If there's one thing you want to avoid, if possible, it's buying an Apple product that is just about to be superseded for a new one, which will come with various new features and a faster processor - at about the same price.
A good place to see how long it has been since Apple launched the most recent version of the Apple product you're thinking of buying is the Buyer's Guide at the MacRumors site which also shows the average time between new releases.
An example is the iPad mini, which has been out for 751 days, with an average time of 471 days between new releases, but oddly, there don't appear to be any rumours that a new iPad mini is due to launch this month - all the rumours have suggested iPad Pros, although who knows - maybe an iPad Pro mini will arrive alongside its bigger brothers, too.
But with all the focus on the new iMacs and new iPad Pros, speculation has turned to what processor will be inside the new iMacs. Naturally, it's easy to assume that an M1 processor of the type we see in the MacBook Air, the MacBook Pro and the Mac mini, but it's also easy to expect a more powerful M1X processor that gives iMacs more power - and more longevity, given that we'll surely see M2 processors next year, and M3 processors after that.
This is especially so with Apple having a roadmap that stretches out for years, and for working on next-gen processors to come long before they see the light of day.
So, given this, I had a look online for rumours about what processor the 2021 iMac might contain, with a leaker on Twitter called LeaksApplePro suggesting some interesting information.
In the tweet, embedded below, we're told that "Production is doing great" when it comes to the redesigned iMac, and that it will be "ready in 1 or 2 months", which doesn't preclude an April or late April launch, because Apple is certainly no stranger to pre-orders and seeding devices to well-known Apple bloggers and journalists who will review the machines before their general release.
The leaker says there will be 24-inch and 31.5-inch models, with the latter obviously close to the 32-inch screen size that people have been talking about.
We're also told that the "M1-based processor" will have 12 cores, of which 8 will be at 3.2Ghz, and the other four presumably low power cores that can keep regular tasks running without the higher power drain that higher power cores would presumably entail when running more demanding apps, or games.
Then we get to a claim of 16 graphics cores, double that of the current M1 processor, although the entry-level M1 MacBook Air has a 7-core GPU.
There are expected to be five colours - Silver, Space Gray, Green, Sky Blue, and Rose Gold.
A redesigned cooling system is also in the offing, and of course, it wouldn't be a groundbreaking next-generation Apple product if the screen didn't come with narrower bezels.
The other big thing we expect to see is the new iPad Pros running A14X processors, although people have suggested the M1 will be inside. Leaked benchmarks show the supposed A14X processor is effectively as powerful as an M1, and will also come with 8GB RAM, which suggests the next iPad Pro could be made to run Macs.
ZDNet's Jason Perlow has an excellent article titled "One Apple platform in 2021: the year iPad and Mac begin to converge", which looks at how iPad Pros, with all their power, could run a cut-down Mac runtime that ran Mac apps parsed through Apple's upcoming third-gen Catalyst software, which allows iOS developers to get their iPhone and iPad apps running on macOS.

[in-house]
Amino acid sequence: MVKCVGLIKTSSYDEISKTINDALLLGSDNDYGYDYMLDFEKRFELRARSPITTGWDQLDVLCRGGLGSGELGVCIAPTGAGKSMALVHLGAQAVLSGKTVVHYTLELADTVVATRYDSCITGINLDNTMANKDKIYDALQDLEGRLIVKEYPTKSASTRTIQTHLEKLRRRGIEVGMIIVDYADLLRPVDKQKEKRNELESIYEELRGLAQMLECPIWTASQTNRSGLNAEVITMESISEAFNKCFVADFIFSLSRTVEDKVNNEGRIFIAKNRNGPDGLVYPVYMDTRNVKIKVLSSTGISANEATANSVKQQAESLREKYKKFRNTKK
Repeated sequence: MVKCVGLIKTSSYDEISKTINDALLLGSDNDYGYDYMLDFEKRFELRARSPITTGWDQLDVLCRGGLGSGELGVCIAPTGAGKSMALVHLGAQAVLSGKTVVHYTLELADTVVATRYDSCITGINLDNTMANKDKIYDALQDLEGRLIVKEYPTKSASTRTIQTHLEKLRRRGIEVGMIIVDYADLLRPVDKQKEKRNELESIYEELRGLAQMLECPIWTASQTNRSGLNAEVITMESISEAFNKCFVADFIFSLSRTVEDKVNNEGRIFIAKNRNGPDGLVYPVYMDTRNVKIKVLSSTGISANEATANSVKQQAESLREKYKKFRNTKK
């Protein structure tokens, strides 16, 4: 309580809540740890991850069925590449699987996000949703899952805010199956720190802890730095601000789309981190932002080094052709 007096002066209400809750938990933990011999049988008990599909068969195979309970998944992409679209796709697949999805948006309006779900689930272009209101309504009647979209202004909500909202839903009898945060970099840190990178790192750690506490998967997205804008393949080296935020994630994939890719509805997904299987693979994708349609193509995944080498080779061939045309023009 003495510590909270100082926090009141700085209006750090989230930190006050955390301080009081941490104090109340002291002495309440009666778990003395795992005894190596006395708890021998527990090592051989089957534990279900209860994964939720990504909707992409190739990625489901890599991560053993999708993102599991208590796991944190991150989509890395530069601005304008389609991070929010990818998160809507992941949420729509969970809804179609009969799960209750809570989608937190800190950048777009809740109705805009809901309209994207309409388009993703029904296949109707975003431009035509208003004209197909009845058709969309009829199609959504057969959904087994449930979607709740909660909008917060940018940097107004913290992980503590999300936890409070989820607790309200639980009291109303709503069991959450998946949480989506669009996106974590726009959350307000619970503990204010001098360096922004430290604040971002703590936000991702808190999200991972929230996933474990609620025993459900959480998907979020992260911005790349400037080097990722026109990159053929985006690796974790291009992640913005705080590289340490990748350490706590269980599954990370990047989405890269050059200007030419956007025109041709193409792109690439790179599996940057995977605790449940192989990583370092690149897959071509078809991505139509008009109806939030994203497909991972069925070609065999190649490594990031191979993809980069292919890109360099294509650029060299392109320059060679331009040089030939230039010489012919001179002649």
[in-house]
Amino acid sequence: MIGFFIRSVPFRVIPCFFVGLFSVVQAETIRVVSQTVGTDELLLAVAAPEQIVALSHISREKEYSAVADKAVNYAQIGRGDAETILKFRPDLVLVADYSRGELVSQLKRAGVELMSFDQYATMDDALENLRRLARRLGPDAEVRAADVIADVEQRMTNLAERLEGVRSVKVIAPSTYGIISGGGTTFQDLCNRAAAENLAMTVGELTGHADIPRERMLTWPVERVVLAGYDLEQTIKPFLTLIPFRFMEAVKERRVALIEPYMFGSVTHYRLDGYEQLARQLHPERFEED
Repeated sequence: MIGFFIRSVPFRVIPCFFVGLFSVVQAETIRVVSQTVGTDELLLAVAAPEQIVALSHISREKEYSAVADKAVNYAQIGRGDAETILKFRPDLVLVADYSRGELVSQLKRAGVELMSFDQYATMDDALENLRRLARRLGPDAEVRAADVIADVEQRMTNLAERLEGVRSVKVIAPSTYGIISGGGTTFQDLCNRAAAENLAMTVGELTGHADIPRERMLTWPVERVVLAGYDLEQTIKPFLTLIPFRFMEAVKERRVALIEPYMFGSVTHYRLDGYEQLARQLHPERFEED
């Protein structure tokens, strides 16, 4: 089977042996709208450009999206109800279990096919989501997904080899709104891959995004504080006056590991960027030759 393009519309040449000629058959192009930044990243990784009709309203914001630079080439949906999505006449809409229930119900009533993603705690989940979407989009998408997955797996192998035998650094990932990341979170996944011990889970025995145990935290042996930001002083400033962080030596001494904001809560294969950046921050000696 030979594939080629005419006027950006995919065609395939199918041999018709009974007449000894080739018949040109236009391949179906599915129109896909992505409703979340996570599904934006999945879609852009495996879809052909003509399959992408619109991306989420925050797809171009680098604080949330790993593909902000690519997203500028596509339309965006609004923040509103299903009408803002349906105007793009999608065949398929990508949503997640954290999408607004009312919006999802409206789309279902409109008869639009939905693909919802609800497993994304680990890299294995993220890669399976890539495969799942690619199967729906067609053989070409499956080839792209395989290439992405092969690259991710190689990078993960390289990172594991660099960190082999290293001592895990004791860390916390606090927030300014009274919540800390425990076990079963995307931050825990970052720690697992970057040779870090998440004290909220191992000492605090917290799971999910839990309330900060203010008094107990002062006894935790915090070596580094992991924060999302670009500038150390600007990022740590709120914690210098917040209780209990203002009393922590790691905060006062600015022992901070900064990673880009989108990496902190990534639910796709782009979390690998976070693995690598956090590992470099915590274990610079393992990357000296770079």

What if Catalyst 3 could enable Mac apps to run on an iPad Pro?
An iPad Pro works with keyboards, mice, trackpads and the stylus, and it has a touch screen. It will have equivalent power to a MacBook Air - all that's needed is the ability to run Mac apps without all the macOS baggage.
If anyone could do this, it would be Apple, who has spent well over a decade preparing for this moment, unlike Microsoft who tried to unveil Windows 8 onto the world in one fell swoop to do the same thing several years ago.
Apple takes its time and builds strong foundations. Meanwhile, Microsoft is still to release Windows 10 X to try and turn Windows 10 into a proper touch-based OS that also works with stylus, keyboard, mouse and trackpad.
Microsoft's flagship Surface Neo is supposed to have launched last year, but given that it hasn't, we can only imagine that it just isn't ready yet.
On the other hand, Apple is about to release iOS and iPadOS 15 - benefitting from 15 years of development and improvement.
Of course, Microsoft will say Windows 10 has benefitted from decades of improvement, too, but it's still possible to try and add hardware the old fashioned way in Windows 10 and come up with an installation screen from the Windows 95 days when A: drives were still around.
So, exactly when Apple will launch these new products, and whether they'll have any of these capabilities is still not known, although expectations are high that April is when it will happen - for the new iMacs, at least, but hopefully all of the other expected new products, too.
Here's that tweet from LeaksApplePro:
Redesigned iMac:— LeaksApplePro (@LeaksApplePro) April 1, 2021
- Production is doing great. Ready in 1 or 2 months.
- 24” (J456) and 31.5”(J457).
- M1-based processor. 12 cores. 8 of which at 3.2GHz. 16 GPU cores.
- Silver, Space Gray, Green, Sky Blue, and Rose Gold.
- Redesigned cooling system.
- Narrower bezels.